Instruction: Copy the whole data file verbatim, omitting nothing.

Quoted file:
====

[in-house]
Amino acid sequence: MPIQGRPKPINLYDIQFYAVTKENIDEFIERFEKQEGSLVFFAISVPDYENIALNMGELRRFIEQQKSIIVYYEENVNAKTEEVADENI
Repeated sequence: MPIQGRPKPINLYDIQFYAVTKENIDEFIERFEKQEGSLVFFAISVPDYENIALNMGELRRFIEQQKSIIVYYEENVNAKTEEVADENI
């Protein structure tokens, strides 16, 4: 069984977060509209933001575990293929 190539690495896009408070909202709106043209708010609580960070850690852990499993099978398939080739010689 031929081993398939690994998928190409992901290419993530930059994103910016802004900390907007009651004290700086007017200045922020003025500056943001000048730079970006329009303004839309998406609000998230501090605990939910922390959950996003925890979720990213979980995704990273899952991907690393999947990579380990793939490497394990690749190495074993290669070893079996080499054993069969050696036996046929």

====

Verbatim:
[in-house]
Amino acid sequence: MPIQGRPKPINLYDIQFYAVTKENIDEFIERFEKQEGSLVFFAISVPDYENIALNMGELRRFIEQQKSIIVYYEENVNAKTEEVADENI
Repeated sequence: MPIQGRPKPINLYDIQFYAVTKENIDEFIERFEKQEGSLVFFAISVPDYENIALNMGELRRFIEQQKSIIVYYEENVNAKTEEVADENI
């Protein structure tokens, strides 16, 4: 069984977060509209933001575990293929 190539690495896009408070909202709106043209708010609580960070850690852990499993099978398939080739010689 031929081993398939690994998928190409992901290419993530930059994103910016802004900390907007009651004290700086007017200045922020003025500056943001000048730079970006329009303004839309998406609000998230501090605990939910922390959950996003925890979720990213979980995704990273899952991907690393999947990579380990793939490497394990690749190495074993290669070893079996080499054993069969050696036996046929």